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WannaCry – Ransomware explosion hits hundreds of companies around the world

WannaCry – Ransomware explosion hits hundreds of companies around the world

WannaCry – Ransomware explosion hits hundreds of companies around the world

By now, we’ve all heard of the events of Friday 12th May. One of the largest, highly-profiled ransomware attacks struck the NHS and other organisations, but few are probably aware of the scale of the assault. Targets were also attacked in Spain, Brazil, Russia, India, China and throughout EMEA – this attack hit hard throughout the world.

The initial attack is thought to have come from a highly targeted spear-phishing attempt, but due to the nature and proliferation of the attack it will be incredibly hard to ever pinpoint the actual source. Once a target machine is infected, it begins encrypting the contents of the target machine, and requests a payment in BitCoin format (starting at $300, rising to $600) to decrypt those files and re-allow access. For individual users, a small annoyance; for large, multinational organisations – a crippling, business halting risk.

The exploit itself has become extremely famous in both Security circles and national and international press due to the reported source of the vulnerability. Claimed to be released by ‘The Shadow Brokers’ along with tools apparently leaked from the Equation Group, who are believed to be part of the United States National Security Agency (NSA). The infection vector was commonly named ‘EternalBlue’ (among other names), which Microsoft has addressed as MS17-010 for a multitude of operating systems. If you are running an operating system that has fallen out of active support, e.g. Windows XP, then Microsoft has also released some Customer Guidance to help deal with this particular exploit.

An interesting discovery for this exploit is that Microsoft actually released patches for Windows 7, 10, and various server operating systems in March of 2017. However, as we all know, patches may not always be applied quickly in the business world, which is why this exploit has spread so far so quickly.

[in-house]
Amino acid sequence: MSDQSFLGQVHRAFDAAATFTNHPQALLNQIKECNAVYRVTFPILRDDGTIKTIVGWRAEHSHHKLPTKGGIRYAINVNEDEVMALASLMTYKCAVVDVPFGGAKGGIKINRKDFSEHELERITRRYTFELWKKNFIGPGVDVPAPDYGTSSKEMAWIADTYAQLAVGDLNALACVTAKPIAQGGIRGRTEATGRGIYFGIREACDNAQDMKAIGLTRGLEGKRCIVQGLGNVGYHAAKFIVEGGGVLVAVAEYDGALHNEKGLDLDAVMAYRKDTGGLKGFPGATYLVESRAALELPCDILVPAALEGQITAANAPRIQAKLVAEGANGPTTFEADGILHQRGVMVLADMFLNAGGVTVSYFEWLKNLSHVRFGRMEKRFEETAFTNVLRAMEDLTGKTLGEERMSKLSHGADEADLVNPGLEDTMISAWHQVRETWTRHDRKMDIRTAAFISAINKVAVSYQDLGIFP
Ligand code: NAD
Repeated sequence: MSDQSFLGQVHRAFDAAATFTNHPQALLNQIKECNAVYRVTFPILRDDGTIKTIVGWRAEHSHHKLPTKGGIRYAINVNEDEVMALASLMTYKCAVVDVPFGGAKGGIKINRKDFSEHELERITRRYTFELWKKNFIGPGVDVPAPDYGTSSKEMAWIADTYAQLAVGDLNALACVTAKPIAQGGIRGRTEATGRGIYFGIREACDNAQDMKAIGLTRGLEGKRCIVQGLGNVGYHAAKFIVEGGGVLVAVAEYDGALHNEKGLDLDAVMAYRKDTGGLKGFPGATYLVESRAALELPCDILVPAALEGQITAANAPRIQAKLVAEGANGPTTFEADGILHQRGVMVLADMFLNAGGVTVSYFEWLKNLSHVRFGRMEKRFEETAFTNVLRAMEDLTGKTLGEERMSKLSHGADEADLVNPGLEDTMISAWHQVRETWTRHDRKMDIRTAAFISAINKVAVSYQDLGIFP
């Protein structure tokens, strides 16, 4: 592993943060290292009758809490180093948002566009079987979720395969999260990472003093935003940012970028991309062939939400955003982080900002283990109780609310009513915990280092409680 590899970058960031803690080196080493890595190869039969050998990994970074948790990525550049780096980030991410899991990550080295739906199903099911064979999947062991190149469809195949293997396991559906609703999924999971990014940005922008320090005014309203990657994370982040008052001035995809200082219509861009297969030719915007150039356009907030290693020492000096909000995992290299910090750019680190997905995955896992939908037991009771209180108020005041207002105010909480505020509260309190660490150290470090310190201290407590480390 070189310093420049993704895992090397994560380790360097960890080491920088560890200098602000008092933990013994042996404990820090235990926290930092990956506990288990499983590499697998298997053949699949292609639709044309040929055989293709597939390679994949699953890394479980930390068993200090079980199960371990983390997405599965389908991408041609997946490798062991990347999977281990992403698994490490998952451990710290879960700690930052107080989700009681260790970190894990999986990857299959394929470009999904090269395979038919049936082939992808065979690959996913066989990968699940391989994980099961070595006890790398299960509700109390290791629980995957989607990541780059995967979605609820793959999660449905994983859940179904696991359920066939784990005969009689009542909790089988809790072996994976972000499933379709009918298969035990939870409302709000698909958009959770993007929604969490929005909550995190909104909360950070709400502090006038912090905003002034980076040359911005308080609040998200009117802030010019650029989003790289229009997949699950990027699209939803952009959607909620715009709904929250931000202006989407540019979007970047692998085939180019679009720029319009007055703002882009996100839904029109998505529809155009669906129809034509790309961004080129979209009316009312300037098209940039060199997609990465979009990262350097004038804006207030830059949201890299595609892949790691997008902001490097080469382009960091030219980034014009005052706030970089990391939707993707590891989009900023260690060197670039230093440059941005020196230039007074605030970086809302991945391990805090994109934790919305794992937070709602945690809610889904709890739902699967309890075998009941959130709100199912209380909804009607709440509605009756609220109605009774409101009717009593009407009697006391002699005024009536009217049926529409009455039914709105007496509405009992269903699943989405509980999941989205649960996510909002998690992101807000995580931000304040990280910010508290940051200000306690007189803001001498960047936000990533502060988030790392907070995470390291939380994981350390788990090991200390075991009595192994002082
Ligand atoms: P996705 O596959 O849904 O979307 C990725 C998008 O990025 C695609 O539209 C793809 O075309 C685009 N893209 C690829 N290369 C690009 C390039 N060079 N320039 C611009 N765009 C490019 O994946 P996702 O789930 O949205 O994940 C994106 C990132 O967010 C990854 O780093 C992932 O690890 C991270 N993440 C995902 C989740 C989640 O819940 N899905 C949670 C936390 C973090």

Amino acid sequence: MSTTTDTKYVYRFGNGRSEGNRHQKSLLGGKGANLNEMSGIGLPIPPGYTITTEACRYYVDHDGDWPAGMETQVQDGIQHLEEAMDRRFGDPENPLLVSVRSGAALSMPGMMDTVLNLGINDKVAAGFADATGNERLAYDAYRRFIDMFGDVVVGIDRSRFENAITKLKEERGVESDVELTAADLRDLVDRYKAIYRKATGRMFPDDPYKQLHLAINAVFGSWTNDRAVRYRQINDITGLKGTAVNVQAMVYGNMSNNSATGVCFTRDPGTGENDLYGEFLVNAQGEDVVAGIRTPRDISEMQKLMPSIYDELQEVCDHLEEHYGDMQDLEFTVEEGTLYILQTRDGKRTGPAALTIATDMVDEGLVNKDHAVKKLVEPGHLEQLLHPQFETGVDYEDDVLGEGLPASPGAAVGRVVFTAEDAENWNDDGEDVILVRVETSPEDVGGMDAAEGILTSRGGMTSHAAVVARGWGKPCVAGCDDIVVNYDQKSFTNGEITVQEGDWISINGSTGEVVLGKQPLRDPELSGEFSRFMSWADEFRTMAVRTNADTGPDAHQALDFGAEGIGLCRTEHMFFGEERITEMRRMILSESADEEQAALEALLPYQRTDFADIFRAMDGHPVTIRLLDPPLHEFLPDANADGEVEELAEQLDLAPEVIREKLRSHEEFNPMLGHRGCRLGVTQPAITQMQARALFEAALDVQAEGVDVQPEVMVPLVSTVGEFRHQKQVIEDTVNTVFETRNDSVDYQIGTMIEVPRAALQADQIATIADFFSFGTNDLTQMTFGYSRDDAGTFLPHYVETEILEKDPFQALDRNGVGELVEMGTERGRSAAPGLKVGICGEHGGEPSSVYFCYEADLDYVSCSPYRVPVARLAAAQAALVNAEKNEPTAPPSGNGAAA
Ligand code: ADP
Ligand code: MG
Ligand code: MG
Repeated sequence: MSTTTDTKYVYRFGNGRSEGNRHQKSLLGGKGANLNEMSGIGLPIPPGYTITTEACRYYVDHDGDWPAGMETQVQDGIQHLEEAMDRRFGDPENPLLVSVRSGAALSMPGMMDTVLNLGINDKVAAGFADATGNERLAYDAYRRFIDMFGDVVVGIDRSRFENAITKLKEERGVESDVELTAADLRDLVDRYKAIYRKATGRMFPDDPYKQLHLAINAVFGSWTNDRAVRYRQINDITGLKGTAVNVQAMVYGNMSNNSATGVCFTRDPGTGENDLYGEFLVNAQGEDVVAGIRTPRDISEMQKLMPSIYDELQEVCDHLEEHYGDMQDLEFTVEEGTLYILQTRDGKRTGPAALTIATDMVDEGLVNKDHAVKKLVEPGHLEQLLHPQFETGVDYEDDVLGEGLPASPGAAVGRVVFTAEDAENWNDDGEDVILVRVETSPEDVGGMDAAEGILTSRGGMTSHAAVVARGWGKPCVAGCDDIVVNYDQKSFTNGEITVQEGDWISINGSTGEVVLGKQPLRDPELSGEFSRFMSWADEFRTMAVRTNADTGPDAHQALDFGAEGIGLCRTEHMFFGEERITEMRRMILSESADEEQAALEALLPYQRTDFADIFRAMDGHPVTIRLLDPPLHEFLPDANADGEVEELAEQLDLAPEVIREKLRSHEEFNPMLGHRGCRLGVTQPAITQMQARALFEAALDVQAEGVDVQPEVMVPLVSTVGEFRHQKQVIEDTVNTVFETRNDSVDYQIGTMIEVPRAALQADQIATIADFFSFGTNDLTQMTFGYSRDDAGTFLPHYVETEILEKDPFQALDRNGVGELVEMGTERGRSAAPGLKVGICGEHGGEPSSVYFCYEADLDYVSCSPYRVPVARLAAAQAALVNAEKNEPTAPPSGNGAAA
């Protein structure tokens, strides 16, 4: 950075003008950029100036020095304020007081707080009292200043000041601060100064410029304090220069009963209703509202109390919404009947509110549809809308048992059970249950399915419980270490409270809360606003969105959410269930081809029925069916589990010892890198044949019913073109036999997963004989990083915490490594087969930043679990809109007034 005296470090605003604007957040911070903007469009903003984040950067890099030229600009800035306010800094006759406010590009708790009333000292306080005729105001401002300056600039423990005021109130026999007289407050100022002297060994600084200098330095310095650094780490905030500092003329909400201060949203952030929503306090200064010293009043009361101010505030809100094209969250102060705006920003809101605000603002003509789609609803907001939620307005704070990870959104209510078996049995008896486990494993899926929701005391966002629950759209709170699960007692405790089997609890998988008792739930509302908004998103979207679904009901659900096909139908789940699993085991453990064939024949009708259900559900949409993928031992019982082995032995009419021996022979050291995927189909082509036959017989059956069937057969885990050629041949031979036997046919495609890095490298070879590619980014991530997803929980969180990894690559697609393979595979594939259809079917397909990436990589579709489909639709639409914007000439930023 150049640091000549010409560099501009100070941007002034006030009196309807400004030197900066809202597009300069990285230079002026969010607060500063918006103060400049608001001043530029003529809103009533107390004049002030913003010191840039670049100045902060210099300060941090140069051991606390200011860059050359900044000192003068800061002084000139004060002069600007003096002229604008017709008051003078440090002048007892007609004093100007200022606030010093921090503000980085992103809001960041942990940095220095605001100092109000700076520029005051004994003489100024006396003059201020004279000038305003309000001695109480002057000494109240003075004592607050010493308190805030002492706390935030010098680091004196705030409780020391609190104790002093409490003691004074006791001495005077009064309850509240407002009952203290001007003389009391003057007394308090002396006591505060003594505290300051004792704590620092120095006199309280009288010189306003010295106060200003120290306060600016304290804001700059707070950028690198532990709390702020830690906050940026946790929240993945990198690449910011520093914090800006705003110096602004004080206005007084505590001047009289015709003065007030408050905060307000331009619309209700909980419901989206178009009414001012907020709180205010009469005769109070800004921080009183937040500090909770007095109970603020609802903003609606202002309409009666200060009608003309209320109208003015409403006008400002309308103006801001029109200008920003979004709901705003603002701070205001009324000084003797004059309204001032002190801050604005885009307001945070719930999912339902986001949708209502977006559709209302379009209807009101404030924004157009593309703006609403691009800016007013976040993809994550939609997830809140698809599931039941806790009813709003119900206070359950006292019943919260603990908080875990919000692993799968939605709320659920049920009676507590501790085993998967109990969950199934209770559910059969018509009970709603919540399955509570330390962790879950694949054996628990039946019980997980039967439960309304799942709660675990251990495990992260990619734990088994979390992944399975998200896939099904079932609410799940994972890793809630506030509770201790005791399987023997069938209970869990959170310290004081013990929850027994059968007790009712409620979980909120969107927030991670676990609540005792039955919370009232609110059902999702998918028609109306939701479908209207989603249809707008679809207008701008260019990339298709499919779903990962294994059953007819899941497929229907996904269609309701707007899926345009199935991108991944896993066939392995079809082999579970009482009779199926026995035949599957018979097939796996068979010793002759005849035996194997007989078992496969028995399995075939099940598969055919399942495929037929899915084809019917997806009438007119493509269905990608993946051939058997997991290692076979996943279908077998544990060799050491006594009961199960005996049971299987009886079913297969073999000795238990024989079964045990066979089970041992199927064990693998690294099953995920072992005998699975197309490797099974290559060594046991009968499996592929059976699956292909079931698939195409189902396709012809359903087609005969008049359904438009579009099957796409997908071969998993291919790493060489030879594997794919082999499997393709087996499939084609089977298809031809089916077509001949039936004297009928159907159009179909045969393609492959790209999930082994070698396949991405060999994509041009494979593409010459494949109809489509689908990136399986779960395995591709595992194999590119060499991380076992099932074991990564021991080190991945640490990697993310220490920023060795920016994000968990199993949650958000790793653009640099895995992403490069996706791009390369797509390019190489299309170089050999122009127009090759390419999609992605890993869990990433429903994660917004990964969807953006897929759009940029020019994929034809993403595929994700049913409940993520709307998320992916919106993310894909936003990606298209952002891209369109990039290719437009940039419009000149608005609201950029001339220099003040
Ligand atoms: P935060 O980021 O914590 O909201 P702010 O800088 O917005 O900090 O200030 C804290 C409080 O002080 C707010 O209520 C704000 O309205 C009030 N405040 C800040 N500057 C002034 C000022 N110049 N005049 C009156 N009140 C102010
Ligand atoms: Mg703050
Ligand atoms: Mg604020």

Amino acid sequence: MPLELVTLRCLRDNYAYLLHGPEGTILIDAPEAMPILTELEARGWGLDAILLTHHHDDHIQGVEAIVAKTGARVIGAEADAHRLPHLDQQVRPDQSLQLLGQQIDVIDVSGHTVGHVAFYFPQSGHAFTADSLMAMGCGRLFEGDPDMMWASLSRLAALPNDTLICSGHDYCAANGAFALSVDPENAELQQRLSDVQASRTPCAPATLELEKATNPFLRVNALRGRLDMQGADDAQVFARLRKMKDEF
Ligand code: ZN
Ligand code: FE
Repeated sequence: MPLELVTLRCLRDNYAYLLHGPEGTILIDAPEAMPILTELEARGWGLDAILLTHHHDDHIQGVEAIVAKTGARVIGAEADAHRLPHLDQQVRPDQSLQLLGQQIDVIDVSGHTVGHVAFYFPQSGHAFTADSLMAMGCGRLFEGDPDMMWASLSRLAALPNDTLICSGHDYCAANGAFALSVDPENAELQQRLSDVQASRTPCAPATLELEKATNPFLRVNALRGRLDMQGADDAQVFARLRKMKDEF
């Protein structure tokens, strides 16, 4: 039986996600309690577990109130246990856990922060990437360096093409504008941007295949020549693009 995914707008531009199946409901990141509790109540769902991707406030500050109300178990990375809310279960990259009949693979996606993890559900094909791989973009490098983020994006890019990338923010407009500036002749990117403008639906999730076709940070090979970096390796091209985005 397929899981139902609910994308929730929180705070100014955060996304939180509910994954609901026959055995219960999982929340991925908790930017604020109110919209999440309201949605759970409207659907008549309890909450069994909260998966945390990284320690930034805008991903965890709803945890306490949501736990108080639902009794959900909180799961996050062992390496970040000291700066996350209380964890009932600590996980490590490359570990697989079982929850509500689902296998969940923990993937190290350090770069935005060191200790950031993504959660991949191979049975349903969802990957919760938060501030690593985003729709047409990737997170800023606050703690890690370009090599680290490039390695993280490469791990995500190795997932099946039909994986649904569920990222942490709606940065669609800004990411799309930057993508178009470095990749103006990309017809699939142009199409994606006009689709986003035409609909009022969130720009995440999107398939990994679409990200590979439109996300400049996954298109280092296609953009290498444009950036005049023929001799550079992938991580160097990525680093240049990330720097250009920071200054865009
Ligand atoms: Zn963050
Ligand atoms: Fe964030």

So, enough about how it happened, you want to know how to fix it…

The first and most important thing you can do is apply the patches mentioned above. There are a handful of CVE’s that you need to be aware of:

The CVE’s listed above are all covered by Tenable in the form of plugin updates. These were released March 14th of this year, and have been modified as new information has been made available (last modification date at time of writing was May 8th). For more information on the plugins themselves, see Plugin #97737 & Plugin #97833. Both plugins will help you scan for and discover the vulnerabilities. The first is a credentialed check and will tell you if you’re yet to apply the patches. The second is a remote check that will tell you if you might still have SMBv1 enabled (it’s enabled by default in most modern operating systems!), which was one of the vectors to distribute this attack. Both are currently listed as CVSS Score of 10.0, and should be treated as a very large risk to any organisation. Please see our other blog posted recently, ‘10 Steps to an Effective Ransomware Protection Strategy’, for more information on ransomware and the protection thereof.

Also worthy of a read is:

Microsoft declaring how unsafe SMBv1 is:

Microsoft detailing how to disable SMBv1 but leave SMBv2 and v3 enabled (which are still widely used and updated):